WASHINGTON -- Mary Barra survived back-to-back brushes with the U.S. Congress.
But judging from the rough reception she got on Wednesday from the Senate Commerce Committee’s consumer protection panel, it was clear that this is just the start of General Motors’ reckoning on Capitol Hill.
Lawmakers treated the CEO more roughly than their U.S. House counterparts did Tuesday. Led by subcommittee chair Sen. Claire McCaskill, D-Mo., they questioned how an executive with Barra’s background could have been unaware of a faulty switch that has now prompted GM to recall 2.6 million vehicles worldwide.
Said a piqued Sen. Barbara Boxer, D-Calif.: "You don't know anything about anything."
Here are four main takeaways from Wednesday’s hearing:
1. Barra will not get a personal pass.
McCaskill, a former county prosecutor and state auditor, turned up the heat almost immediately by reading Barra's resume, as if to point out that her roles at divisions of GM -- engineering, quality, product development -- are tied in the ignition switch flaw.
Barra, who took over as CEO on Jan. 15, has tried to position herself as a change agent, dedicated to fixing the company’s flawed practices. But in McCaskill’s eyes, she deserved no leeway for being new to the job.
“I think she’s sincere, but I was a little taken aback at the notion that her watch began in January,” McCaskill told reporters after the hearing. “This is someone who has been a part of GM for three decades and has risen to authority and power at the corporation -- that’s why she’s the CEO. I don’t think it’s appropriate to wash your hands completely of what happened last year, what happened the year before and what happened the year before that at the company.”
2. Lawmakers want to see heads roll
Several senators, from both sides of the aisle, expressed disbelief that no one has been fired at GM over the ignition switch defect.
McCaskill asked about Ray DeGiorgio, the engineer who authorized a redesign of the recalled switch, according to documents released by a House committee Tuesday. In an April 2013 deposition, DeGiorgio told a lawyer for a Georgia woman killed in a 2005 Cobalt that he didn’t approve changes to the switch in 2006.
"I, for the life of me, cannot understand why he still has his job," McCaskill said.
Sen. Kelly Ayotte, R-N.H., said changing the design without changing the part number was equivalent to “criminal deception.” Sen. Richard Blumenthal, D-Conn., a former state attorney general, told Barra that GM could face criminal liability.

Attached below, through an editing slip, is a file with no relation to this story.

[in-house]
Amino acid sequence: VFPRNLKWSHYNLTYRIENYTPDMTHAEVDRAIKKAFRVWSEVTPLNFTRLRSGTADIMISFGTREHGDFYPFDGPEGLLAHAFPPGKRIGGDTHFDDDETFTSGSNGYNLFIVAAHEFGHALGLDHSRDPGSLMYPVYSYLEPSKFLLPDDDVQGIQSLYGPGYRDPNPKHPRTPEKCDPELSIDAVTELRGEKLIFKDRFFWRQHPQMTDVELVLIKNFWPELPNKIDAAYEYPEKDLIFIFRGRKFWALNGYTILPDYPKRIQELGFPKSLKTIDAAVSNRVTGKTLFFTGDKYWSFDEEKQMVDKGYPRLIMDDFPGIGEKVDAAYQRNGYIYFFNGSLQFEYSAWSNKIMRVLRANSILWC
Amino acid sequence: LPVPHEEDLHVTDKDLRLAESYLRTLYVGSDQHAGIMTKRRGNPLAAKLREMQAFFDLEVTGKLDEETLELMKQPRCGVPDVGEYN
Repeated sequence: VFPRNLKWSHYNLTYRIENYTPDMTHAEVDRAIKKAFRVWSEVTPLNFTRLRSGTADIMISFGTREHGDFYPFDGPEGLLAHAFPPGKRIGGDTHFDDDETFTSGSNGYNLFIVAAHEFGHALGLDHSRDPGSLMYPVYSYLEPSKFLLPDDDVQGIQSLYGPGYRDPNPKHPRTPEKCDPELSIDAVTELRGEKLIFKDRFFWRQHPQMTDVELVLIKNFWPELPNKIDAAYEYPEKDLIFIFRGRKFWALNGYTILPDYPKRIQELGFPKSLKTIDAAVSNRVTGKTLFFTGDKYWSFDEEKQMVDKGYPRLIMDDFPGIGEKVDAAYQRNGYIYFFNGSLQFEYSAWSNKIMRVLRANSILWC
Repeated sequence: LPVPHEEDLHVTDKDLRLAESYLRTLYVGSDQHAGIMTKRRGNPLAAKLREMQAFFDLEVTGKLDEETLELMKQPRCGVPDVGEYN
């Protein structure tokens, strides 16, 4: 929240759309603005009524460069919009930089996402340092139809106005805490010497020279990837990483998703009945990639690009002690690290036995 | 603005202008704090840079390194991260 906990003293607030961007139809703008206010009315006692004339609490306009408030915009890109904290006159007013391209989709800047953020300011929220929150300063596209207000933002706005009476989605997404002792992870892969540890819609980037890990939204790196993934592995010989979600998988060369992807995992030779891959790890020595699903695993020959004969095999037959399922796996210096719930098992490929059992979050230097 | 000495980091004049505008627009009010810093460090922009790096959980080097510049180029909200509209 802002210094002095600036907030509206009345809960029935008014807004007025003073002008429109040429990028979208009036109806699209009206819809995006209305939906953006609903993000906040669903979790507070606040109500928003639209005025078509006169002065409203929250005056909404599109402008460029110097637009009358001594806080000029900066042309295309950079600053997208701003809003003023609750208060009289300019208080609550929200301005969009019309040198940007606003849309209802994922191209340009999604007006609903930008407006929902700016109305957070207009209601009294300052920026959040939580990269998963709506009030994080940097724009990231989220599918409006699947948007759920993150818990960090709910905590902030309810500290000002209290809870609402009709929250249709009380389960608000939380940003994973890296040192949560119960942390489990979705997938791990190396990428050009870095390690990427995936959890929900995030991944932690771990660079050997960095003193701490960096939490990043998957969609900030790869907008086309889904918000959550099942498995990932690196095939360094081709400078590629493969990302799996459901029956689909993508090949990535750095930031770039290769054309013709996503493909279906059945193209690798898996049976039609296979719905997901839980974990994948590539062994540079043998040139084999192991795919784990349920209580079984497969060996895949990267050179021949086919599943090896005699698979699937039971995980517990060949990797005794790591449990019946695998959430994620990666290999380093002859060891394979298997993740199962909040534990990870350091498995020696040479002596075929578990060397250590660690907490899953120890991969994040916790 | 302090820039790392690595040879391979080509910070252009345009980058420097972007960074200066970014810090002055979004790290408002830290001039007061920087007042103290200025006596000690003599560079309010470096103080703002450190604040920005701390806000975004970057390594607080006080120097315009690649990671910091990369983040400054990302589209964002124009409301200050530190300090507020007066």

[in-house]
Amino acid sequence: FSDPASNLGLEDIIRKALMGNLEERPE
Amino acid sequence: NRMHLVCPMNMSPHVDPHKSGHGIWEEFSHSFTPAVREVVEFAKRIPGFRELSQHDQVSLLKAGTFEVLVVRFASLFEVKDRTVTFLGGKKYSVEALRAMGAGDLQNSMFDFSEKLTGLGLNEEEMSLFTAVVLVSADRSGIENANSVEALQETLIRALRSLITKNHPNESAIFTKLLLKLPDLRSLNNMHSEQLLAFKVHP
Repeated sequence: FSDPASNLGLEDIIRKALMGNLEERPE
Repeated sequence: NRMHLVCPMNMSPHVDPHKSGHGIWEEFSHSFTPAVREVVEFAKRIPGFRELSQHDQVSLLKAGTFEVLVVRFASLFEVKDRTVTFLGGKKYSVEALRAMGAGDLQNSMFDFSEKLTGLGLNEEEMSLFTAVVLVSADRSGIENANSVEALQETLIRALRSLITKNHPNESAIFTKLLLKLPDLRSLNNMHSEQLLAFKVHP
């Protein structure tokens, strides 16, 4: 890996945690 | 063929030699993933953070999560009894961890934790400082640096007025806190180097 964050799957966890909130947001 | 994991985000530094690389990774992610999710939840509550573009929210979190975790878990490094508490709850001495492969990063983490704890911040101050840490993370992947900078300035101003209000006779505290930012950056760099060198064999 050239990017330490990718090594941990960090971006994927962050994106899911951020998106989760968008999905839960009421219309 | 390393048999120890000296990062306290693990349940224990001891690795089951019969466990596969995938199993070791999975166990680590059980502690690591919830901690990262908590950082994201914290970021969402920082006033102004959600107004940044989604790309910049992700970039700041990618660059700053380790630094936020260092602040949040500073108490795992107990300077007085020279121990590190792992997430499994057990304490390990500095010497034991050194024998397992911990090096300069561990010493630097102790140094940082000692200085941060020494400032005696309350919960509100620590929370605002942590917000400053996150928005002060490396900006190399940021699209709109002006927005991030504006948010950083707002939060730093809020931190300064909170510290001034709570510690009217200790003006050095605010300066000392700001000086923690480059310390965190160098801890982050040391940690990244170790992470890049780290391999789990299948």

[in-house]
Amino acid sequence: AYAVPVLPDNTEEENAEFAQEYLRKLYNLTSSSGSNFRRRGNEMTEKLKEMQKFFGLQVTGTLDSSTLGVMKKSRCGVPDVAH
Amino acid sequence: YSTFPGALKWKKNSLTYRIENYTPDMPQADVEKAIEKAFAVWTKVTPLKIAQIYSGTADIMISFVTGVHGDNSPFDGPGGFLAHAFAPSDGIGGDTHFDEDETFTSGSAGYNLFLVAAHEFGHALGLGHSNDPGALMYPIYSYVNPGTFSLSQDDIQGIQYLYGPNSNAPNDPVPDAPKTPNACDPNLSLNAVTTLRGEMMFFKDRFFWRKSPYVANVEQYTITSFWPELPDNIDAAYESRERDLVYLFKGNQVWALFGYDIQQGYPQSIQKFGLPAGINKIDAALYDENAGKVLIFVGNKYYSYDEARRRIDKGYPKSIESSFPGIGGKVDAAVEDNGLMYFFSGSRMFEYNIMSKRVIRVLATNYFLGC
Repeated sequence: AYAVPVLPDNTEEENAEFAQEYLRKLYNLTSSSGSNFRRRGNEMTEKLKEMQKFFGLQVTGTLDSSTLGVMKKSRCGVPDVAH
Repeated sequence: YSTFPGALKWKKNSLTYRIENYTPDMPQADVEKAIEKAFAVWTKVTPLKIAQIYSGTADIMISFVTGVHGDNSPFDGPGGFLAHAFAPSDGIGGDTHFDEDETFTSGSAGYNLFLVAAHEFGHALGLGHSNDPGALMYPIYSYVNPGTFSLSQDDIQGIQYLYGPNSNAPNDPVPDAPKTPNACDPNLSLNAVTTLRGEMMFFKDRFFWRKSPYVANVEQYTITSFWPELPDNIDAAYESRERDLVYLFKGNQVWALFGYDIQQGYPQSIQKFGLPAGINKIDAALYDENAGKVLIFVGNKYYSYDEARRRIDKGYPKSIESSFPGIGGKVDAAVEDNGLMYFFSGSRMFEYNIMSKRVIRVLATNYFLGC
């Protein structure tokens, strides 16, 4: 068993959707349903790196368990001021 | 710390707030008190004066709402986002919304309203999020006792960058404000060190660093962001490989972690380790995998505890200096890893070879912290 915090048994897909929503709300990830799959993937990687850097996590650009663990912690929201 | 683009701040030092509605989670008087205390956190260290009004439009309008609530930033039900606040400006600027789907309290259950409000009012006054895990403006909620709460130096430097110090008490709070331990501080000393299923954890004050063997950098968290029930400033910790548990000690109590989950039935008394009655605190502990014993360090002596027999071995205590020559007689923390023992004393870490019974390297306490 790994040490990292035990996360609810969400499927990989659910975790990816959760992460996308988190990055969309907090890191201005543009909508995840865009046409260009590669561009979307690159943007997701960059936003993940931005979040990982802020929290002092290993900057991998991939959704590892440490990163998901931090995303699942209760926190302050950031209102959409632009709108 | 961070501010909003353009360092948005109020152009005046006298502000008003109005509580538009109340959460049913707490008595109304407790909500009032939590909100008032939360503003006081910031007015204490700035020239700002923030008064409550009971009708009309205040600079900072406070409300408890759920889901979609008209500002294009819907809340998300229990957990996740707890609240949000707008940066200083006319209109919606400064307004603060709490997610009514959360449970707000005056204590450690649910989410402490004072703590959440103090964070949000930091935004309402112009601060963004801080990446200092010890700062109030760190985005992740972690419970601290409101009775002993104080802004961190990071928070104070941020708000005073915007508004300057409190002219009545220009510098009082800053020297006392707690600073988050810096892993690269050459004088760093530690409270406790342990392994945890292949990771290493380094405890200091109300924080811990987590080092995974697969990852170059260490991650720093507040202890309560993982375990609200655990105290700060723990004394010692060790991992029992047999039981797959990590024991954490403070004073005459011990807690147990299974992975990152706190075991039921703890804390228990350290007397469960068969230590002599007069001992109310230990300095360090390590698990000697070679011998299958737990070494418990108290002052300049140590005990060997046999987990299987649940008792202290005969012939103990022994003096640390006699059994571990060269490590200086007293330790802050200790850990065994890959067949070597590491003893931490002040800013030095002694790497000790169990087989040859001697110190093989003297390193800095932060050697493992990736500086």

As the investigations unfold, GM -- and the U.S. Justice Department -- will be under pressure from Congress to show that the people who allowed GM’s defective switch to go unfixed are paying a price.
Calvin Scovel, inspector general of the Department of Transportation, declined to confirm whether Justice Department investigators have opened a probe into GM.
But he said his office was involved in prosecuting Toyota over its response to complaints of unintended acceleration -- a case that hinged on Toyota’s decision to change a part without changing the part number.
“We obtained a tremendous amount of expertise in this area," Scovel said.
3. More hearings are coming.
Before leaving Wednesday, Barra agreed to return to the Senate and testify again.
Several committee members had voiced frustration at Barra’s unwillingness to answer many questions about the ignition switch problem. Barra would say it was too early, because the company is awaiting a report by investigator Anton Valukas.
“It is incredibly frustrating to me that you wouldn’t have a simple timeline of what happened,” McCaskill said in response.
Expect Barra to be summoned back to Capitol Hill once that report is submitted -- which Barra said should happen within 45 to 60 days. Barra told the committee that GM will share everything from that report pertaining to the safety of GM’s products, though it may withhold information “if there is an issue of competitiveness.”
McCaskill told reporters after the hearing that she would also consider summoning Valukas to testify, depending on what the final report reveals.
4. Expect any legislative changes to start in the Senate
If this safety lapse prompts Congress to change U.S. auto safety law, it seems likely that the Senate, not the House, will be the first mover.
Sens. Edward Markey, D-Mass., and Blumenthal have already introduced a bill that would give the public access to “early warning reports” that automakers submit to regulators, among other changes.
They pressed Barra to support their bill. She declined.
“We'd like to review it in its entirely and provide input," Barra told Markey.
Boxer pushed for legislation making it illegal to rent cars or make them available as loaners if they are due for work under a recall campaign. She has introduced that bill for the past few congressional sessions without success.
Barra said she would need to read the language, but “conceptually, it makes sense.”